Sarah Linden (Mireille Enos) is the tight-lipped, workaholic veteran who is about to leave for Sonoma, California to marry and settle down. On her last day with the Seattle Police Department, she finds the body and is compelled and encouraged to see it through. Her delayed departure becomes something of a season-long gag, as she and her teenaged son Jack (Liam James) repeatedly try and fail to catch a flight down south.

Contrasting Sarah's all-business style is her intended replacement Stephen Holder (Joel Kinnaman, who is Swedish, though you'd hardly know it), who becomes her partner. Lanky, chatty, and frank, Holder knows the streets, as a former undercover narcotics agent who got hooked on hard drugs. He is now clean, but you wouldn't know it from his street talk and preferred uniform of hooded sweatshirt and baggy jeans. The two make for an interesting pairing, neither character quite like ones you've seen before and their collaboration believable and strained, not romantic, playful, or cute.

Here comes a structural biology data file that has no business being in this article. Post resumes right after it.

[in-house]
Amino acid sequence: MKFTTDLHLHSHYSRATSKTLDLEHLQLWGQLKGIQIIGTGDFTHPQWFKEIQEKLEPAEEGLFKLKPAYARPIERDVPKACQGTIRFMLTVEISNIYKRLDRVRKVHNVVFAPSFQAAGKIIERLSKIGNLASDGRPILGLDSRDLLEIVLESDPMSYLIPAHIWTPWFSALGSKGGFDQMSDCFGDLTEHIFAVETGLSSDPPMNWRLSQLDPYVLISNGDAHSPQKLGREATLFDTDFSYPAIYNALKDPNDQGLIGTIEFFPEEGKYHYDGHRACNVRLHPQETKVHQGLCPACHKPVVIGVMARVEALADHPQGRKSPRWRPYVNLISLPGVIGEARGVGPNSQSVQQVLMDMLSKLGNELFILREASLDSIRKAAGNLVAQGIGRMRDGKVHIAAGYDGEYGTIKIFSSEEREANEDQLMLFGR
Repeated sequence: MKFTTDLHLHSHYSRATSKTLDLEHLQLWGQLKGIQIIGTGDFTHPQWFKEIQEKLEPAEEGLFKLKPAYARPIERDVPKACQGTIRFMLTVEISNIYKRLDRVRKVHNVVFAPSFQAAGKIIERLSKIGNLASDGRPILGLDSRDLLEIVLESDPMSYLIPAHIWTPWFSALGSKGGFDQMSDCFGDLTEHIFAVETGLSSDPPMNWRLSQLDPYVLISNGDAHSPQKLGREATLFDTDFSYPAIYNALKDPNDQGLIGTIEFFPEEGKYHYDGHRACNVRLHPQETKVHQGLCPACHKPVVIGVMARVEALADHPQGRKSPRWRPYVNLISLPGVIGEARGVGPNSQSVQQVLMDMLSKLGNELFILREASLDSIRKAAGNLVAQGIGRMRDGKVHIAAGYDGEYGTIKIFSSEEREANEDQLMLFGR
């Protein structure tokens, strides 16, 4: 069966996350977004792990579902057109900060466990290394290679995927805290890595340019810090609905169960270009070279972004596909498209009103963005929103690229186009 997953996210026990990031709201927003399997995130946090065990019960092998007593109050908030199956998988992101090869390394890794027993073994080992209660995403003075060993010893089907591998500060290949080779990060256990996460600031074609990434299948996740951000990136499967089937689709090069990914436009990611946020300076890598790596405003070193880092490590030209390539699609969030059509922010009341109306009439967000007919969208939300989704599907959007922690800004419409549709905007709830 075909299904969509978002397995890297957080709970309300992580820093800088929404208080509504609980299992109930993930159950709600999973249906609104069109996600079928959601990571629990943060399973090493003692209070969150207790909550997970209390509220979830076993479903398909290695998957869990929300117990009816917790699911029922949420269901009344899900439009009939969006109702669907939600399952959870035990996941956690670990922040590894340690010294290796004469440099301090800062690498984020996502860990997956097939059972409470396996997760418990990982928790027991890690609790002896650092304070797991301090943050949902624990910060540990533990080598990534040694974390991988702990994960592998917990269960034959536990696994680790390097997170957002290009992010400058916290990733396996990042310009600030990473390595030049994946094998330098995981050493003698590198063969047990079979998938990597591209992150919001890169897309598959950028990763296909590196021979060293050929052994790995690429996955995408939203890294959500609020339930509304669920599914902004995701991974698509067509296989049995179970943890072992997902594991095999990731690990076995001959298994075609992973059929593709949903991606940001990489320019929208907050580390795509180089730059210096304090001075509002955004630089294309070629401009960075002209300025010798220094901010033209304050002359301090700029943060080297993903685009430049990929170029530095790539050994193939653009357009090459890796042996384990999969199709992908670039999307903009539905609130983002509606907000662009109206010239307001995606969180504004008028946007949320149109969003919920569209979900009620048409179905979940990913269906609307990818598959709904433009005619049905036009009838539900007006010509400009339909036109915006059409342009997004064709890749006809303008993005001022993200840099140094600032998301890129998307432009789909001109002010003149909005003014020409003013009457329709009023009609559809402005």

The second perspective belongs to the family of the victim (Katie Findlay, the face of this series despite minimal screentime). Rosie is survived by her working class parents, burly moving company owner Stan (Brent Sexton, who resembles a sad Kevin James) and wife Mitch (Michelle Forbes), and two younger brothers (sparingly used Evan Bird and Seth Isaac Johnson). Helping the household out especially in their time of grief is Mitch's younger sister Terry (Jamie Anne Allman). The family also includes Belko Royce (Brendan Sexton III), a trusted employee and confidant to Stan.

The series' third and least obvious focus is the mayoral campaign of city councilman Darren Richmond (The Rocketeer's Billy Campbell). A principled, photogenic candidate, Richmond is connected to the case by the fact that the drowned homicide vehicle belonged to his campaign. That creates some scandal, shockwaves, and suspicion around Richmond, primarily by association. The crime has unique implications for the politician, who is a recent widower himself. He and his dedicated campaign managers, senator's daughter and not-so-secret girlfriend Gwen (Kristin Lehman) and boyish go-getter Jamie (Eric Ladin), decide how best to handle the tragedy in their race against the nasty, ruthless incumbent (Tom Butler).